The web shouldn’t be our only tool, but there is still much more we can do to bring people in with it.

Question from passerby: Who’s in charge here?

Response: We’re all in charge!

There are many tools and tactics for fighting illegal evictions and greedy landlords: Rent strikes, squatters rights.

Handing flyers to strangers as they enter the subway isn’t effective outreach. Talking and making real connections is.

OWS should consider itself as a service to communities, not just as a movement or cause to join.

Events focused on arts and culture are good starting points to bringing people in to start talking.

Outreach as a social revival instead of overtly political.

Question: Should our local GA focus more on community building or “political” activism?

Response: Bringing a community together and finding consensus on their political issues is important to the success of OWS’ goals of challenging the 1%.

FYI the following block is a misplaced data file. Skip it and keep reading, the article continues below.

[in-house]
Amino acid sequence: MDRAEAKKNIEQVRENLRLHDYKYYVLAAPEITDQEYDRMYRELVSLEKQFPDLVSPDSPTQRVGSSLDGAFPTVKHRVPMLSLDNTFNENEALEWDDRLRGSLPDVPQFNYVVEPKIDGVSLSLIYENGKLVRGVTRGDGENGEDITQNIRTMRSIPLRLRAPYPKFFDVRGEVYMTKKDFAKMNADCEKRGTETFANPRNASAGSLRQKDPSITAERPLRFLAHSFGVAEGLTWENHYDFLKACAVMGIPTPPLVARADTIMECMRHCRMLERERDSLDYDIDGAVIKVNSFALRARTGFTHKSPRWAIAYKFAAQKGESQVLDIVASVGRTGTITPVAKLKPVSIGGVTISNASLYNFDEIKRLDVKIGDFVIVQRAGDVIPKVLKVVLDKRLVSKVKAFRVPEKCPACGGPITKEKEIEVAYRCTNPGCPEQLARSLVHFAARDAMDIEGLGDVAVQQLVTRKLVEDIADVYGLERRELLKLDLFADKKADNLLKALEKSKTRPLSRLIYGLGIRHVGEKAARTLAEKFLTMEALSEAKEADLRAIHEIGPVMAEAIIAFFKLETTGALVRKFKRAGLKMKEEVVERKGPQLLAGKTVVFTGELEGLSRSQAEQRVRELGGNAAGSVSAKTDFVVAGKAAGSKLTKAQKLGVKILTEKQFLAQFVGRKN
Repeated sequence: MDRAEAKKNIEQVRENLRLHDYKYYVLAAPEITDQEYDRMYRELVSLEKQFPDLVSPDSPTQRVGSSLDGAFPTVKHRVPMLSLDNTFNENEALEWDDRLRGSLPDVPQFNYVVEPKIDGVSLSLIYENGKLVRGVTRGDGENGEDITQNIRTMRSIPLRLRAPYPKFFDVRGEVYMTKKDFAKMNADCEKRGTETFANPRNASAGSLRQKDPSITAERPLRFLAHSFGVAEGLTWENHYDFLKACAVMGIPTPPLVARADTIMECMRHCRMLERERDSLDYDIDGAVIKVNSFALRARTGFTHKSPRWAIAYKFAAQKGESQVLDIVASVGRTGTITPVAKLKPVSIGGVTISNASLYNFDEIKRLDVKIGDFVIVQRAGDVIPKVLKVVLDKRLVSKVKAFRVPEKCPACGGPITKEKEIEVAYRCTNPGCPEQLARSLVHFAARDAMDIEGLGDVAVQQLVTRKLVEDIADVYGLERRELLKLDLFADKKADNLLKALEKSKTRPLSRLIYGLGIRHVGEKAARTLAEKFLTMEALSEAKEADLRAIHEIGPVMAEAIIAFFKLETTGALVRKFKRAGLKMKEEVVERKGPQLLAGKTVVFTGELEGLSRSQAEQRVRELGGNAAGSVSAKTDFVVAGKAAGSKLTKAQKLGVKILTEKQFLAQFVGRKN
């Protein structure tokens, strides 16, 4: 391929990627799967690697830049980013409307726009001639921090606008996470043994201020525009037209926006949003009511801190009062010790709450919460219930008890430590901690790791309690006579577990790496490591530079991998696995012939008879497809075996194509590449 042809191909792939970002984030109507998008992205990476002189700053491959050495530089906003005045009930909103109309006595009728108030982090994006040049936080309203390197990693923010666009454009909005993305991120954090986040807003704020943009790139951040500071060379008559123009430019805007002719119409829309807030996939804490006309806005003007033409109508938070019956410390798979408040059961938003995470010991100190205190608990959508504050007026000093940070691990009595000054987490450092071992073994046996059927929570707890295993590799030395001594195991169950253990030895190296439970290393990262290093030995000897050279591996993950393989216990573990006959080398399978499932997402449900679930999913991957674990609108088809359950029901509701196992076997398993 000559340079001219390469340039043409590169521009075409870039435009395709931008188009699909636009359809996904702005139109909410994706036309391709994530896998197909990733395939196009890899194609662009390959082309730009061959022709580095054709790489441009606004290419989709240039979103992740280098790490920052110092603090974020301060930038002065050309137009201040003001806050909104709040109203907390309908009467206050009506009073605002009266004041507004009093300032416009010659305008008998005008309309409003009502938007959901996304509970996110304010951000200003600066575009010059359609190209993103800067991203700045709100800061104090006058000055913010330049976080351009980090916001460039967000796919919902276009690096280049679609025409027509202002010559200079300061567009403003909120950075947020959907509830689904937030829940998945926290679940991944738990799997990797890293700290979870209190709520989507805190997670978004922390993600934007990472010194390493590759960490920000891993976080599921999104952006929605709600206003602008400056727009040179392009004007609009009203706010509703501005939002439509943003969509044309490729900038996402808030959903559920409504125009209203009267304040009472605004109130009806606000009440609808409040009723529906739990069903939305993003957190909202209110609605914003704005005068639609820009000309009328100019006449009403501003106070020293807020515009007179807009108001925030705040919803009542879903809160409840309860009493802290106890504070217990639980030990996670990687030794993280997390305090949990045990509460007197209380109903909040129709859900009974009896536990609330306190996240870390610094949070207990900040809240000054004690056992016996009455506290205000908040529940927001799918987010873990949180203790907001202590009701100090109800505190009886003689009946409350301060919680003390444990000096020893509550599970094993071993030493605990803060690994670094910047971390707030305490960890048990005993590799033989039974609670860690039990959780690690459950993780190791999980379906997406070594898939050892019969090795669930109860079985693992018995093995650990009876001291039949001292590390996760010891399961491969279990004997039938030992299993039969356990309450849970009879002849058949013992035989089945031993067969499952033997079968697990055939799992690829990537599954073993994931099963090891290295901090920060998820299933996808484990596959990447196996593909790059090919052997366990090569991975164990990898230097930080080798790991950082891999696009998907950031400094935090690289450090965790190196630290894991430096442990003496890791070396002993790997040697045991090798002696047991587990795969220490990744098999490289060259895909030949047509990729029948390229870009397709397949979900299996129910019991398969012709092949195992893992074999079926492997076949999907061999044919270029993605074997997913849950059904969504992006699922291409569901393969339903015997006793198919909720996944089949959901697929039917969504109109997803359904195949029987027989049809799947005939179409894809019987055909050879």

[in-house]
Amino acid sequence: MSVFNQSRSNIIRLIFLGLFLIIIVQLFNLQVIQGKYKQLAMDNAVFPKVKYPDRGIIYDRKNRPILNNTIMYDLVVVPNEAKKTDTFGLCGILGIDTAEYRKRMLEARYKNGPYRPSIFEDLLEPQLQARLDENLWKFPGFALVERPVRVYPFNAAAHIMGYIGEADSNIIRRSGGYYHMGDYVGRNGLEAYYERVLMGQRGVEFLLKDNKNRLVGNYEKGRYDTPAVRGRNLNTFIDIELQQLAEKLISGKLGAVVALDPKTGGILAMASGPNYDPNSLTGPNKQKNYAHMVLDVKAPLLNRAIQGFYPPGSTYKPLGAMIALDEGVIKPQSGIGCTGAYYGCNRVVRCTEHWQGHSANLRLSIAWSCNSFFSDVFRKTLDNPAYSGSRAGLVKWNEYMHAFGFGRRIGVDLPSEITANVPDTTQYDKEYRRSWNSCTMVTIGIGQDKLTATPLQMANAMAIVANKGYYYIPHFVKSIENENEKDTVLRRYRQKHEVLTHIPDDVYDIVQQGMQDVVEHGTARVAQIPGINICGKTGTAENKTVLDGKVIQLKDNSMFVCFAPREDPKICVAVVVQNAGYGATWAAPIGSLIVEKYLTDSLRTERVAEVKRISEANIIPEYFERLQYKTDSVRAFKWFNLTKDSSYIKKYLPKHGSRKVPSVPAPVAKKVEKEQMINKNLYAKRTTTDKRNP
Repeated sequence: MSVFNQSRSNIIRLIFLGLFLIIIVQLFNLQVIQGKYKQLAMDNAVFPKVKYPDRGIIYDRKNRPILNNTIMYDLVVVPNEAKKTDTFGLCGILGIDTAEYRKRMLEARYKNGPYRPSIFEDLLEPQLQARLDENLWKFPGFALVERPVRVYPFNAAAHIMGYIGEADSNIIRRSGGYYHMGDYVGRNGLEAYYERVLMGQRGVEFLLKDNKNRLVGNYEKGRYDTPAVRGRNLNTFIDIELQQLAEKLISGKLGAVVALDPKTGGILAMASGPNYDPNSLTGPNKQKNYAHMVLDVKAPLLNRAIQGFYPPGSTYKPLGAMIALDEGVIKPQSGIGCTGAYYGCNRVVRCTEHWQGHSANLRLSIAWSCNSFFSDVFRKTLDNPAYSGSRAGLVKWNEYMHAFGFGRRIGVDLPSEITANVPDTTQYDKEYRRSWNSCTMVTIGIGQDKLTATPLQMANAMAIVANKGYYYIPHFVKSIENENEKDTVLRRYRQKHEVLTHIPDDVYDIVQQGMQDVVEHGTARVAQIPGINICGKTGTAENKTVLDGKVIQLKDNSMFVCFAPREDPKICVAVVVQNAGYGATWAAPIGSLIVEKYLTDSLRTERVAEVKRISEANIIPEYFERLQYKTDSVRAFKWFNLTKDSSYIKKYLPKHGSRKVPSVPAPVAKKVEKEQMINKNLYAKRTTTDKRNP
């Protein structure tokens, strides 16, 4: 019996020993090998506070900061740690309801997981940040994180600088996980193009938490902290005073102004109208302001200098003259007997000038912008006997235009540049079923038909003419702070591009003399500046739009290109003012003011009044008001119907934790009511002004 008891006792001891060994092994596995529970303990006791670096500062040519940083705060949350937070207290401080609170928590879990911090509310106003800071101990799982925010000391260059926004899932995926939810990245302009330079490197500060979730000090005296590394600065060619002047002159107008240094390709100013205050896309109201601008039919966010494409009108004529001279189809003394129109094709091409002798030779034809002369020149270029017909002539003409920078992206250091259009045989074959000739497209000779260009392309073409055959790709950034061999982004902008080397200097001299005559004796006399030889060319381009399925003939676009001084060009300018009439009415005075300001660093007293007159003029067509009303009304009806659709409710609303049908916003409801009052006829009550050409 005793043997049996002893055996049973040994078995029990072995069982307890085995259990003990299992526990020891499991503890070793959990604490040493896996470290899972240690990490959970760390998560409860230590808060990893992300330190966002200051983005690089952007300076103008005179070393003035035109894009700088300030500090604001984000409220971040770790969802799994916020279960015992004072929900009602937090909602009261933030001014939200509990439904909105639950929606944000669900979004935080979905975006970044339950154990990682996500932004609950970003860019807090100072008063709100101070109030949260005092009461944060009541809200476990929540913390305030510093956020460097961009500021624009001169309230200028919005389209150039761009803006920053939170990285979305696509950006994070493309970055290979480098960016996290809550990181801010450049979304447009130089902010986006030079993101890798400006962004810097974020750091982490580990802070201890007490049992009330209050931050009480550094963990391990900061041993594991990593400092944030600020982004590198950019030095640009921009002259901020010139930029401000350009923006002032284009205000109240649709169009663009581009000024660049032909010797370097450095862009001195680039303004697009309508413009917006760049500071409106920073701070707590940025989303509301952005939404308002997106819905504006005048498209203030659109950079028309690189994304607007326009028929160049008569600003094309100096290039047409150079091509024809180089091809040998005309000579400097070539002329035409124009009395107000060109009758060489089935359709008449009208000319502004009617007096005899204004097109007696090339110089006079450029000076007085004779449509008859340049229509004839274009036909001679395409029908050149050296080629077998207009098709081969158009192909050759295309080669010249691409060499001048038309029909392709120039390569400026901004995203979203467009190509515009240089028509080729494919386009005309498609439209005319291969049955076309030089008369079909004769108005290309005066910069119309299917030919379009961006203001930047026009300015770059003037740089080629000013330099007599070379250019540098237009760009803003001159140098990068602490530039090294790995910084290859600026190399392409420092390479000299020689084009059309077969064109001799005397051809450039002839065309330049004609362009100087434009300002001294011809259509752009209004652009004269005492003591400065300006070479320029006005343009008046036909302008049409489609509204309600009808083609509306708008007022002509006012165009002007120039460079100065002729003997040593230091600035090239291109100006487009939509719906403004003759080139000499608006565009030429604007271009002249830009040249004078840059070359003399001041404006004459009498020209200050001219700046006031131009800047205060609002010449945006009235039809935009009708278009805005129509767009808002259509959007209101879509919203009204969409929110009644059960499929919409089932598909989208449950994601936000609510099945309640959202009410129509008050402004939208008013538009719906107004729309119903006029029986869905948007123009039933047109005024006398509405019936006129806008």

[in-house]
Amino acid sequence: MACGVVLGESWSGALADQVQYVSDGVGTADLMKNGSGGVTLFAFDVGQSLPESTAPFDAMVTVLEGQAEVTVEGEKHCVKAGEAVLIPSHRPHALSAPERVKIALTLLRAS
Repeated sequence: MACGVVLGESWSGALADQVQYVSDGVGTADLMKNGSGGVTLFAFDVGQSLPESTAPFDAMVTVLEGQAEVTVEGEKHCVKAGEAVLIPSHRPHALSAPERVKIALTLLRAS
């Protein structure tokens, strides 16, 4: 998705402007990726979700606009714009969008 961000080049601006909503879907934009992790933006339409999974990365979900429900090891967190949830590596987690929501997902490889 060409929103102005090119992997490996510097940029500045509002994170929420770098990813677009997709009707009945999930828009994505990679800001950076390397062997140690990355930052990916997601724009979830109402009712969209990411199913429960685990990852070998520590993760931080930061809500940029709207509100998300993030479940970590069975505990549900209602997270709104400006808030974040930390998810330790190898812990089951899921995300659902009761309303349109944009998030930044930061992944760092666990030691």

Bushwick had even more diversity in the 50s than it does now, based on conversations with long-time locals.

Question: Is it gentrification when a new demographic of people begin to occupy previously vacant spaces, as opposed to taking over a building where previous tenants were evicted.

Response:Not so much, but the cultural divisions still upset a long-time resident, who would like to see the younger people moving in to the neighborhood engage in more social interaction with their neighbors.

Side Topic: Privacy & Transparency

Those not wanting to appear on livestreams, should make themselves known to the livestreamer immediately.

An area can be set aside out of frame, or a bandana provided to those who wish to preserve their anonymity.

Point of information on NYC law. If one party, even if it’s only the operator, consents, that person is permitted to film.

Local LiveTweeters:

OccupyBushwick, Buddhagem, LiborVonSchonau, nbcapobia, xXjayelXx